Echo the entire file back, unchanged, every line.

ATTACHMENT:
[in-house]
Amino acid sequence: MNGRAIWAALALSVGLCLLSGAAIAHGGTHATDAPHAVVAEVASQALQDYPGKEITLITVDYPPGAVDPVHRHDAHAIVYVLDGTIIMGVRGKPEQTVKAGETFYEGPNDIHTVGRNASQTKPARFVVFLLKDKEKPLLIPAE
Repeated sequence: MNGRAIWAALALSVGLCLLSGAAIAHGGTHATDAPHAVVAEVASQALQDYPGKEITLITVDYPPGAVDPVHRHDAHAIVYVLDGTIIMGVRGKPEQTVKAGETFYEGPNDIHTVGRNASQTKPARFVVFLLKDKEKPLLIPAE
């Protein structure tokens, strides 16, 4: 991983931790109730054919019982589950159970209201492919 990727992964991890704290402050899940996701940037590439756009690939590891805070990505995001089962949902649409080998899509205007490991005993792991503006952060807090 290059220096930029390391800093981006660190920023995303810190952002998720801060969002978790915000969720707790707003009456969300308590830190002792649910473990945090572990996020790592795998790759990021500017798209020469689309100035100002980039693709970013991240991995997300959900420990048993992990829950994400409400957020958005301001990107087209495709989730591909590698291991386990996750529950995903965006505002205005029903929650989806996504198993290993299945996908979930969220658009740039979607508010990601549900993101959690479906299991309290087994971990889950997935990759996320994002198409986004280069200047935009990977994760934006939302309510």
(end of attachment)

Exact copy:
[in-house]
Amino acid sequence: MNGRAIWAALALSVGLCLLSGAAIAHGGTHATDAPHAVVAEVASQALQDYPGKEITLITVDYPPGAVDPVHRHDAHAIVYVLDGTIIMGVRGKPEQTVKAGETFYEGPNDIHTVGRNASQTKPARFVVFLLKDKEKPLLIPAE
Repeated sequence: MNGRAIWAALALSVGLCLLSGAAIAHGGTHATDAPHAVVAEVASQALQDYPGKEITLITVDYPPGAVDPVHRHDAHAIVYVLDGTIIMGVRGKPEQTVKAGETFYEGPNDIHTVGRNASQTKPARFVVFLLKDKEKPLLIPAE
């Protein structure tokens, strides 16, 4: 991983931790109730054919019982589950159970209201492919 990727992964991890704290402050899940996701940037590439756009690939590891805070990505995001089962949902649409080998899509205007490991005993792991503006952060807090 290059220096930029390391800093981006660190920023995303810190952002998720801060969002978790915000969720707790707003009456969300308590830190002792649910473990945090572990996020790592795998790759990021500017798209020469689309100035100002980039693709970013991240991995997300959900420990048993992990829950994400409400957020958005301001990107087209495709989730591909590698291991386990996750529950995903965006505002205005029903929650989806996504198993290993299945996908979930969220658009740039979607508010990601549900993101959690479906299991309290087994971990889950997935990759996320994002198409986004280069200047935009990977994760934006939302309510």